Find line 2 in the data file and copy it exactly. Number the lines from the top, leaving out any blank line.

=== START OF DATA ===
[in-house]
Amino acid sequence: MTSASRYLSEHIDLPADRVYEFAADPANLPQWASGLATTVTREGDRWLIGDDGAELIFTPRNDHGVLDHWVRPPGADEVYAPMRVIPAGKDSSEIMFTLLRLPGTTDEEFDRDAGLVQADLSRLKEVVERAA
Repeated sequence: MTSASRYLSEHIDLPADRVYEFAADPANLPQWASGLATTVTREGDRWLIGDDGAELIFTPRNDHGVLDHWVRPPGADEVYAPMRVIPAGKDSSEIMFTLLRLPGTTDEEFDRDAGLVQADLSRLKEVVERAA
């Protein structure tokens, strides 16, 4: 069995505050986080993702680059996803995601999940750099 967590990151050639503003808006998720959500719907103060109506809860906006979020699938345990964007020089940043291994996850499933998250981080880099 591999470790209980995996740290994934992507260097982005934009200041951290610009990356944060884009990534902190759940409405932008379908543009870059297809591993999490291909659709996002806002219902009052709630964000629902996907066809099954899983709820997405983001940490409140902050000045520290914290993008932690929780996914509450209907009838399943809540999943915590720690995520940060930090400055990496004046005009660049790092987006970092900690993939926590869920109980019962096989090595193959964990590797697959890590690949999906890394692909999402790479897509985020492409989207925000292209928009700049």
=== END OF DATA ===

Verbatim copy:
Amino acid sequence: MTSASRYLSEHIDLPADRVYEFAADPANLPQWASGLATTVTREGDRWLIGDDGAELIFTPRNDHGVLDHWVRPPGADEVYAPMRVIPAGKDSSEIMFTLLRLPGTTDEEFDRDAGLVQADLSRLKEVVERAA